Bullying is no longer accepted as a “kids will be kids” rite of passage and educators are dedicated to stopping it in all its forms, especially when the target is a student with a disability like autism. But the battle against bullying continues.
A study by the Interactive Autism Network found that 63 percent of 1,167 children with autism aged 6-15 had been bullied at some point in their lives. “Sadly,” the report states, “one group that was frequently bullied was children with ASD who wanted to interact with other children but had a hard time making friends. The advocacy group Autism Speaks has many resources on how we can help address bullying of students with autism and make their schools lives healthier, happier and more productive.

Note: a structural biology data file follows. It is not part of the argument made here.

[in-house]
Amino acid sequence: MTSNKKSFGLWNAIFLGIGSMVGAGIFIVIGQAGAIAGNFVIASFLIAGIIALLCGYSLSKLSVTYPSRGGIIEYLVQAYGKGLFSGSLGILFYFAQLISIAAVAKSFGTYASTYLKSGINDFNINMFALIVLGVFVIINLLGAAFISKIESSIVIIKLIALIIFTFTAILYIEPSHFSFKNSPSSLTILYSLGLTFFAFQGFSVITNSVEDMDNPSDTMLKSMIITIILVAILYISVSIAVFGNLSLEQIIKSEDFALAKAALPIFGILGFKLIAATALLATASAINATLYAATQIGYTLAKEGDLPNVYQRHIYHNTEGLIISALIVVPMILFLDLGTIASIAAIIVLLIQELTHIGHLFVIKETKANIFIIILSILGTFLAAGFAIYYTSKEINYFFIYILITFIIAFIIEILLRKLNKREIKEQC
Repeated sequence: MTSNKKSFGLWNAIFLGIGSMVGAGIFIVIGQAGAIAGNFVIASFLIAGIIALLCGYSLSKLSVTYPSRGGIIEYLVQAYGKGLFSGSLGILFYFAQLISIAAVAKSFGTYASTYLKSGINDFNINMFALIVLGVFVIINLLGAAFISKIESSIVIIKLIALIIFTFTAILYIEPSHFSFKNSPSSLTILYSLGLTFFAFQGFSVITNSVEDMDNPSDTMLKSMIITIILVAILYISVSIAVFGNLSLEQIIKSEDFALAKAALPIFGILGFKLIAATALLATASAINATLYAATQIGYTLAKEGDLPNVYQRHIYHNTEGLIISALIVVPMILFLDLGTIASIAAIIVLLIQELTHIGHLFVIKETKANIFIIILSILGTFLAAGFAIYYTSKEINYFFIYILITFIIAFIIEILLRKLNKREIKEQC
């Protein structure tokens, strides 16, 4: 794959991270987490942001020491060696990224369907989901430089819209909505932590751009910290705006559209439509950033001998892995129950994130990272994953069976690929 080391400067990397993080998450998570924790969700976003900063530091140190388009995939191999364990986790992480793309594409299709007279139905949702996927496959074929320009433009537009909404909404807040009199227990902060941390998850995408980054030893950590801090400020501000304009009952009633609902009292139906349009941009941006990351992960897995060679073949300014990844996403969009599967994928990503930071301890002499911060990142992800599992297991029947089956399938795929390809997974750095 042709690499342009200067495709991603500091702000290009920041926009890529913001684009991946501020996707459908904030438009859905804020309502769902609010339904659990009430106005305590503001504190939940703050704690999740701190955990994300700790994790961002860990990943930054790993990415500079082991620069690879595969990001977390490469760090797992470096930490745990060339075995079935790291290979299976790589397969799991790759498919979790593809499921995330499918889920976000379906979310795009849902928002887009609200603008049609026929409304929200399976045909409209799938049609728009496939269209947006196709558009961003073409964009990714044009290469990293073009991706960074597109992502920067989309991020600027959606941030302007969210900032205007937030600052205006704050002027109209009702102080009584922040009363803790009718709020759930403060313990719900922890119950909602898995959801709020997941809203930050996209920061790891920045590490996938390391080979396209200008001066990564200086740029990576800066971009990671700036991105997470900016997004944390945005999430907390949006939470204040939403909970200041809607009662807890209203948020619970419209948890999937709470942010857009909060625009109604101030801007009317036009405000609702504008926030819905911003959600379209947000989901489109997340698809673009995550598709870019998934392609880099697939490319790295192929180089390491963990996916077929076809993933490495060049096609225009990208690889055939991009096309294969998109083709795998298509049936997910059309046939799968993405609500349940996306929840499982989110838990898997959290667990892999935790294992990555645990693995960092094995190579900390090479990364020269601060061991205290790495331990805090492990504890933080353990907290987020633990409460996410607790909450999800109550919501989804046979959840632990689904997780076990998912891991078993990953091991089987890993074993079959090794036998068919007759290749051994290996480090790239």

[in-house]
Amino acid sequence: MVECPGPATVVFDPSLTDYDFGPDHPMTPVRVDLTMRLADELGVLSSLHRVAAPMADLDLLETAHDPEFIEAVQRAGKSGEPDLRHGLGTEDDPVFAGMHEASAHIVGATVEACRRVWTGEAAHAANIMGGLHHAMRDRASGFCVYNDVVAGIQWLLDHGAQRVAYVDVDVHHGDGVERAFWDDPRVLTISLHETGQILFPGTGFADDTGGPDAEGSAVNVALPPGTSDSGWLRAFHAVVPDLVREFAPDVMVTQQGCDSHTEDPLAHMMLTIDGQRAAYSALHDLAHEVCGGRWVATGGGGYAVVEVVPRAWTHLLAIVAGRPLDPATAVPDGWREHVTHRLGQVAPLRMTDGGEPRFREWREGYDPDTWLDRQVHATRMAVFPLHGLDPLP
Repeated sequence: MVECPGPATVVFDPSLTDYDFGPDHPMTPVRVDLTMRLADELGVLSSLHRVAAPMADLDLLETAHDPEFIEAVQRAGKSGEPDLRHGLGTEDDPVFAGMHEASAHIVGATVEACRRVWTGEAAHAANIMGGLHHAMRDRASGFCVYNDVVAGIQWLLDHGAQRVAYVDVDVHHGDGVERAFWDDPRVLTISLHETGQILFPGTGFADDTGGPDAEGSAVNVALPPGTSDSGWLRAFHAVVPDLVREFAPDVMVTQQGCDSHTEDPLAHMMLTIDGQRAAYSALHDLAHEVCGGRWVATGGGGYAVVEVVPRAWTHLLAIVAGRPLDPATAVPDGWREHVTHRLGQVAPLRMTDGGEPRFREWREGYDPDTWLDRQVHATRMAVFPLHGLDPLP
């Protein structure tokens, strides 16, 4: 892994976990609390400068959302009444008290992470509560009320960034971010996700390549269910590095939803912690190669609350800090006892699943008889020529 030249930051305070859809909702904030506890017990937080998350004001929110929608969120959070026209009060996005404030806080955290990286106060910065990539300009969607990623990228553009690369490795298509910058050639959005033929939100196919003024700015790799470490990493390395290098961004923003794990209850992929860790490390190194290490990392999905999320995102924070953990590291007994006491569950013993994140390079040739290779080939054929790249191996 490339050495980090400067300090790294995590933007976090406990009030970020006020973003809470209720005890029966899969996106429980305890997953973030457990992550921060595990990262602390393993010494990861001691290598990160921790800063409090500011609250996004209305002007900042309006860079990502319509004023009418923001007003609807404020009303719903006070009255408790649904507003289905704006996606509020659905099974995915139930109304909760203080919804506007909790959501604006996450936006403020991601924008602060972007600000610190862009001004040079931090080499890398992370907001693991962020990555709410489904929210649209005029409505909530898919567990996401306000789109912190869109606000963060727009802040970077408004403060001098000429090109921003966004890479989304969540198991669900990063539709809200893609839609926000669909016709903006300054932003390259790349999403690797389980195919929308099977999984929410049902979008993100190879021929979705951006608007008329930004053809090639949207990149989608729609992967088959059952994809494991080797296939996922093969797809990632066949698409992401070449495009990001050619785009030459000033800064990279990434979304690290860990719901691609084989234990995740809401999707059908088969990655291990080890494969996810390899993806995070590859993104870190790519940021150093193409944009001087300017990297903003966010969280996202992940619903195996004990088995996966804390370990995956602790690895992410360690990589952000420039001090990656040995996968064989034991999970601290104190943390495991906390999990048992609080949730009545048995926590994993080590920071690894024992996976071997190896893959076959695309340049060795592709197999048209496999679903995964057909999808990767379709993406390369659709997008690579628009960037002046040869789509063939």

Thomas Frazier, Autism Speaks Chief Science Officer, is a clinical psychologist and autism researcher whose son was diagnosed with autism spectrum disorder when he was two years old. NEA Today spoke with Frazier about this troubling trend and what we can do about it.